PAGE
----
Physical exercise and not just bad habits can be socially contagious, a major new study has found.
For the study, titled Exercise contagion in a global social network, which was published by Nature Communications, researchers Christos Nicolaides from the University of Cyprus, and Sinan Aral from the MIT school of management, analysed data from approximately 1.1m people from around the world who ran over 350m kilometres over a span of five years.
“Previous studies have shown that aspects of our lifestyle and health, such as smoking, over-consumption of food which leads to obesity, and optimism, which brings happiness, are socially contagious,” a statement by the University of Cyprus said. “This means that if your friend smokes or consumes unhealthy food or is optimistic, you risk doing the same. The new research adds physical activity to this list.”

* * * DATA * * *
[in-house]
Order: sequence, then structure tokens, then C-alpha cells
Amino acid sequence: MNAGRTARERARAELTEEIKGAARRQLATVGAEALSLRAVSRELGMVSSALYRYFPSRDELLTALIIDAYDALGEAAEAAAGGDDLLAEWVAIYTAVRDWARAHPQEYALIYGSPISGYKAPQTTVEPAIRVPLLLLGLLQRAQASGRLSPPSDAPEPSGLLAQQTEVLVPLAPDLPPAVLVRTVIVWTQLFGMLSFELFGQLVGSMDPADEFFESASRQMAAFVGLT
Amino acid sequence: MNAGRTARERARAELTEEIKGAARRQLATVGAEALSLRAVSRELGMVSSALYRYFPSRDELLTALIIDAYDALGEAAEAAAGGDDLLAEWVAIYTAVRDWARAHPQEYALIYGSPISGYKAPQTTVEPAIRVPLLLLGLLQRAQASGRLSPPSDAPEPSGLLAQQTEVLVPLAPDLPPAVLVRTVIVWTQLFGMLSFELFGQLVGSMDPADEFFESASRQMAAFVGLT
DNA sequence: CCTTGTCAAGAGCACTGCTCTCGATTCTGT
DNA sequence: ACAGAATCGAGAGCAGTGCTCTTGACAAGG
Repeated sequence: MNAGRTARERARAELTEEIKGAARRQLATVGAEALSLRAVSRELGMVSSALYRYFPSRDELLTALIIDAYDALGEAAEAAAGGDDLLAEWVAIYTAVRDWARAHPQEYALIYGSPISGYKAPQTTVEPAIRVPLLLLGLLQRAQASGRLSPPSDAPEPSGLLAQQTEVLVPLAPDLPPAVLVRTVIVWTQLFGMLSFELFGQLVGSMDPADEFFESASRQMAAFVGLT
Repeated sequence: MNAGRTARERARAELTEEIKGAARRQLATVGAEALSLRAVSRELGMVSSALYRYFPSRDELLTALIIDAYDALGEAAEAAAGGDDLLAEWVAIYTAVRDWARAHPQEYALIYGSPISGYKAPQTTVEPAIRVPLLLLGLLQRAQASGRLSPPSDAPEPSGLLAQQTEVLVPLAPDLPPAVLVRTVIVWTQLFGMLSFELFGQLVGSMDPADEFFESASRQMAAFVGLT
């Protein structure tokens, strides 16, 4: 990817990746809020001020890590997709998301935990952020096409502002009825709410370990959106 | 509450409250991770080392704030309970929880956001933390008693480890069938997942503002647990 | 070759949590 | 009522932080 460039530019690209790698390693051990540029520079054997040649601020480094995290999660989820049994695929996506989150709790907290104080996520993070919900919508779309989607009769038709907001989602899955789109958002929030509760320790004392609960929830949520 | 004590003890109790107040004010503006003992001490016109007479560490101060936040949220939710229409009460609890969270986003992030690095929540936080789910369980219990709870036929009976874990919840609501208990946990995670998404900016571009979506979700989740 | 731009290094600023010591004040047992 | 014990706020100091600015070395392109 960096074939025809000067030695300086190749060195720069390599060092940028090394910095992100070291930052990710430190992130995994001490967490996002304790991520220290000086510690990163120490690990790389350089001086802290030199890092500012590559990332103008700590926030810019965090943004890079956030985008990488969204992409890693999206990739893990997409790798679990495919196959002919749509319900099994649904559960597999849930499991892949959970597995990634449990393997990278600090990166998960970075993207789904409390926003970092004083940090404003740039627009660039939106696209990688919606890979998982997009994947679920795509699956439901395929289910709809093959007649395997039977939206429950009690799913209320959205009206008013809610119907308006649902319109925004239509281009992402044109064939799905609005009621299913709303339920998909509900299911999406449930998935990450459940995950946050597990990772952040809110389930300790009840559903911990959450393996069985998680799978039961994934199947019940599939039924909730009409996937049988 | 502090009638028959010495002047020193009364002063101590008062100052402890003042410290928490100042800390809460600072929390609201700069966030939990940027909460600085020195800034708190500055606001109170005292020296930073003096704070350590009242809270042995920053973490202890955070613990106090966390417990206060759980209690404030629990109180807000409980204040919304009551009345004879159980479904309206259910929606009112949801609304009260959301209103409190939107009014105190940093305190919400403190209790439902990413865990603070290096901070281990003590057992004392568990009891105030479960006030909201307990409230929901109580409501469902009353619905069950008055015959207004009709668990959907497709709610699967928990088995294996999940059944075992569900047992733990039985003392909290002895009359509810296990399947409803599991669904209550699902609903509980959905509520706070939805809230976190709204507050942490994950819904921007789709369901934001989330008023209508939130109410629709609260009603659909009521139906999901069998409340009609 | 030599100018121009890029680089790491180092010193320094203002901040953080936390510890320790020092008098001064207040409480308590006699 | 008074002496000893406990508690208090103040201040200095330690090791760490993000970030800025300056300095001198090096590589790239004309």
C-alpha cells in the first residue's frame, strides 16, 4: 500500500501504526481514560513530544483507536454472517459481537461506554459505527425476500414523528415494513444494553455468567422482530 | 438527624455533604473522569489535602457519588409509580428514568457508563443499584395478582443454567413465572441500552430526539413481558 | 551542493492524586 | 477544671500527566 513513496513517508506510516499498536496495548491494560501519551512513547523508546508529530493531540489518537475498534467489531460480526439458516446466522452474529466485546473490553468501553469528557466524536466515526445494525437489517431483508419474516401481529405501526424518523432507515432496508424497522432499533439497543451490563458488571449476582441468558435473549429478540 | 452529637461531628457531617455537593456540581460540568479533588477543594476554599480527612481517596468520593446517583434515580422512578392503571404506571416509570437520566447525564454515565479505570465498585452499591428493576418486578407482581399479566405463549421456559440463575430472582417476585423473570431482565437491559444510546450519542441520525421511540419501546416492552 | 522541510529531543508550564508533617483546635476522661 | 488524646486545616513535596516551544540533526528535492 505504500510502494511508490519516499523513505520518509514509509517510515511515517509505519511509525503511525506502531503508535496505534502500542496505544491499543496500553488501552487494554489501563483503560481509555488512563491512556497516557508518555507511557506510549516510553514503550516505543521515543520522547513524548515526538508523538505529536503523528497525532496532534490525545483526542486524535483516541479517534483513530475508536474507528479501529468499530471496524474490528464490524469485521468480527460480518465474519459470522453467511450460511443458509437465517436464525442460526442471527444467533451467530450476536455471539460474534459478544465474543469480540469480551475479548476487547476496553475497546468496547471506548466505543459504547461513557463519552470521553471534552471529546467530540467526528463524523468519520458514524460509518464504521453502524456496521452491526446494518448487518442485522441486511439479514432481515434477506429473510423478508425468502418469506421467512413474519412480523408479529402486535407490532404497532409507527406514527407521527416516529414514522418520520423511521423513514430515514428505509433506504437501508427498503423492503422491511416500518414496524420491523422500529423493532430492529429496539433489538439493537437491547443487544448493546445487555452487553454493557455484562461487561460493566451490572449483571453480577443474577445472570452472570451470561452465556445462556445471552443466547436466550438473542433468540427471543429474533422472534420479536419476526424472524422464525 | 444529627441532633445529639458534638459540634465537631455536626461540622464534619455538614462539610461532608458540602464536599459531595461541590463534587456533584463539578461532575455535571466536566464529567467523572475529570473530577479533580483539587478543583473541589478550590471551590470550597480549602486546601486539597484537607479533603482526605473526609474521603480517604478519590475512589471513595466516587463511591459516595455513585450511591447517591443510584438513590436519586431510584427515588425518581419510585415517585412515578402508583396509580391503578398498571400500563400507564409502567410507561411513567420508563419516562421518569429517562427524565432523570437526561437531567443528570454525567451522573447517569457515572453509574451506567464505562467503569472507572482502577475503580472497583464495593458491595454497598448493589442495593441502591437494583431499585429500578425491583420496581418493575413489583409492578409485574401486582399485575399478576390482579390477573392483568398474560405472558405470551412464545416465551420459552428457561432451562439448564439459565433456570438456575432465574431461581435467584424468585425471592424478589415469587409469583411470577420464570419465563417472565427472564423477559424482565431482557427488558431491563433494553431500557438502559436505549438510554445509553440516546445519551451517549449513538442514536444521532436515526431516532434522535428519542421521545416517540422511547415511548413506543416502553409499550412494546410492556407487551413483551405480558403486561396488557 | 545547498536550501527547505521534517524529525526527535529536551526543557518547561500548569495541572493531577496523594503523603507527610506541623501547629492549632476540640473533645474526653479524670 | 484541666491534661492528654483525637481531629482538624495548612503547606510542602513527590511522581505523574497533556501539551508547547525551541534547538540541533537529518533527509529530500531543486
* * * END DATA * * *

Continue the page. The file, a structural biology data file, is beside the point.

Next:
The study which combined data from fitness trackers and data analysis from social networks, showed that how fast and how much people run depended to a large extent on what their friends did.
Its contagiousness varies with the relative activity of and gender relationships between friends. The study concluded that while men are affected both by male and female friends, women are only affected by other women and not by men.
Runners are more influenced by peers whose performance is slightly worse, but not far worse, than their own, as well as by those who perform slightly better, but not far better, than they do. Moreover, less active runners influence more active runners more than more active runners influence less active runners.